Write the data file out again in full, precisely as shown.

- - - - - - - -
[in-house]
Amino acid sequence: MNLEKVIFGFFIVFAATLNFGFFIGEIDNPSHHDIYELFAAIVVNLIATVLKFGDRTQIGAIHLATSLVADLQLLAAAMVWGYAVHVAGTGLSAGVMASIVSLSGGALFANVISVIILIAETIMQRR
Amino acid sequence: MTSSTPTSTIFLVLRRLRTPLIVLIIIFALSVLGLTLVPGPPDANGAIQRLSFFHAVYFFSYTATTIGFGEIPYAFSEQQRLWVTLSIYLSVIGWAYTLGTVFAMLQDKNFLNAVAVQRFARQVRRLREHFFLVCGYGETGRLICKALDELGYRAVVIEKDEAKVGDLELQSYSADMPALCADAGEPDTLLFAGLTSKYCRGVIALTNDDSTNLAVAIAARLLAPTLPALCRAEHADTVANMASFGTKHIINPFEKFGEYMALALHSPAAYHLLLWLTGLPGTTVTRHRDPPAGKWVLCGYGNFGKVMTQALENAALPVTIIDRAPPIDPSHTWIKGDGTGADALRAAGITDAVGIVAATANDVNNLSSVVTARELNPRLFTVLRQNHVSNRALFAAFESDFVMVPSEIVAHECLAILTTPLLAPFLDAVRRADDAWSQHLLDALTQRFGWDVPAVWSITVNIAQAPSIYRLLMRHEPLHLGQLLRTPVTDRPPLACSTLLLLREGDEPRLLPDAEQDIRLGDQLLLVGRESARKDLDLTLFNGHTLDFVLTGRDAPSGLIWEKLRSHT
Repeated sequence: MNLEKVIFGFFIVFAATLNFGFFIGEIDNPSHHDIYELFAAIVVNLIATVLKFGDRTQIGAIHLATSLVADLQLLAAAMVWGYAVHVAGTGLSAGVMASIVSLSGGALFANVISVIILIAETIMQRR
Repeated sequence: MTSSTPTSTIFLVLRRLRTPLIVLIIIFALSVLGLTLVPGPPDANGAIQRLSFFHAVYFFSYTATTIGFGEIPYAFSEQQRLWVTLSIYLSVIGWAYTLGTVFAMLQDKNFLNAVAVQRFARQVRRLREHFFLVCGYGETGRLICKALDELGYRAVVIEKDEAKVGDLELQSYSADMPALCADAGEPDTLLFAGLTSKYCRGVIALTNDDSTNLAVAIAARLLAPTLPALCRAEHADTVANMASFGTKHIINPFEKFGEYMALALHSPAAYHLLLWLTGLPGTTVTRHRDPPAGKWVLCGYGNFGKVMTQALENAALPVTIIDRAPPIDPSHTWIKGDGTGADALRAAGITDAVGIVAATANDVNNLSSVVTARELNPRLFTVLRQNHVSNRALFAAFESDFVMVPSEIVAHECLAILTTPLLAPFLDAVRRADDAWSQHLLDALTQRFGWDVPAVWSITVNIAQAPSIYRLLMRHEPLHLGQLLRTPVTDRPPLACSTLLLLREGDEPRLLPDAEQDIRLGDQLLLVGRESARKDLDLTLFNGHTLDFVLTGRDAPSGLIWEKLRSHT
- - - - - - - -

[in-house]
Amino acid sequence: MNLEKVIFGFFIVFAATLNFGFFIGEIDNPSHHDIYELFAAIVVNLIATVLKFGDRTQIGAIHLATSLVADLQLLAAAMVWGYAVHVAGTGLSAGVMASIVSLSGGALFANVISVIILIAETIMQRR
Amino acid sequence: MTSSTPTSTIFLVLRRLRTPLIVLIIIFALSVLGLTLVPGPPDANGAIQRLSFFHAVYFFSYTATTIGFGEIPYAFSEQQRLWVTLSIYLSVIGWAYTLGTVFAMLQDKNFLNAVAVQRFARQVRRLREHFFLVCGYGETGRLICKALDELGYRAVVIEKDEAKVGDLELQSYSADMPALCADAGEPDTLLFAGLTSKYCRGVIALTNDDSTNLAVAIAARLLAPTLPALCRAEHADTVANMASFGTKHIINPFEKFGEYMALALHSPAAYHLLLWLTGLPGTTVTRHRDPPAGKWVLCGYGNFGKVMTQALENAALPVTIIDRAPPIDPSHTWIKGDGTGADALRAAGITDAVGIVAATANDVNNLSSVVTARELNPRLFTVLRQNHVSNRALFAAFESDFVMVPSEIVAHECLAILTTPLLAPFLDAVRRADDAWSQHLLDALTQRFGWDVPAVWSITVNIAQAPSIYRLLMRHEPLHLGQLLRTPVTDRPPLACSTLLLLREGDEPRLLPDAEQDIRLGDQLLLVGRESARKDLDLTLFNGHTLDFVLTGRDAPSGLIWEKLRSHT
Repeated sequence: MNLEKVIFGFFIVFAATLNFGFFIGEIDNPSHHDIYELFAAIVVNLIATVLKFGDRTQIGAIHLATSLVADLQLLAAAMVWGYAVHVAGTGLSAGVMASIVSLSGGALFANVISVIILIAETIMQRR
Repeated sequence: MTSSTPTSTIFLVLRRLRTPLIVLIIIFALSVLGLTLVPGPPDANGAIQRLSFFHAVYFFSYTATTIGFGEIPYAFSEQQRLWVTLSIYLSVIGWAYTLGTVFAMLQDKNFLNAVAVQRFARQVRRLREHFFLVCGYGETGRLICKALDELGYRAVVIEKDEAKVGDLELQSYSADMPALCADAGEPDTLLFAGLTSKYCRGVIALTNDDSTNLAVAIAARLLAPTLPALCRAEHADTVANMASFGTKHIINPFEKFGEYMALALHSPAAYHLLLWLTGLPGTTVTRHRDPPAGKWVLCGYGNFGKVMTQALENAALPVTIIDRAPPIDPSHTWIKGDGTGADALRAAGITDAVGIVAATANDVNNLSSVVTARELNPRLFTVLRQNHVSNRALFAAFESDFVMVPSEIVAHECLAILTTPLLAPFLDAVRRADDAWSQHLLDALTQRFGWDVPAVWSITVNIAQAPSIYRLLMRHEPLHLGQLLRTPVTDRPPLACSTLLLLREGDEPRLLPDAEQDIRLGDQLLLVGRESARKDLDLTLFNGHTLDFVLTGRDAPSGLIWEKLRSHT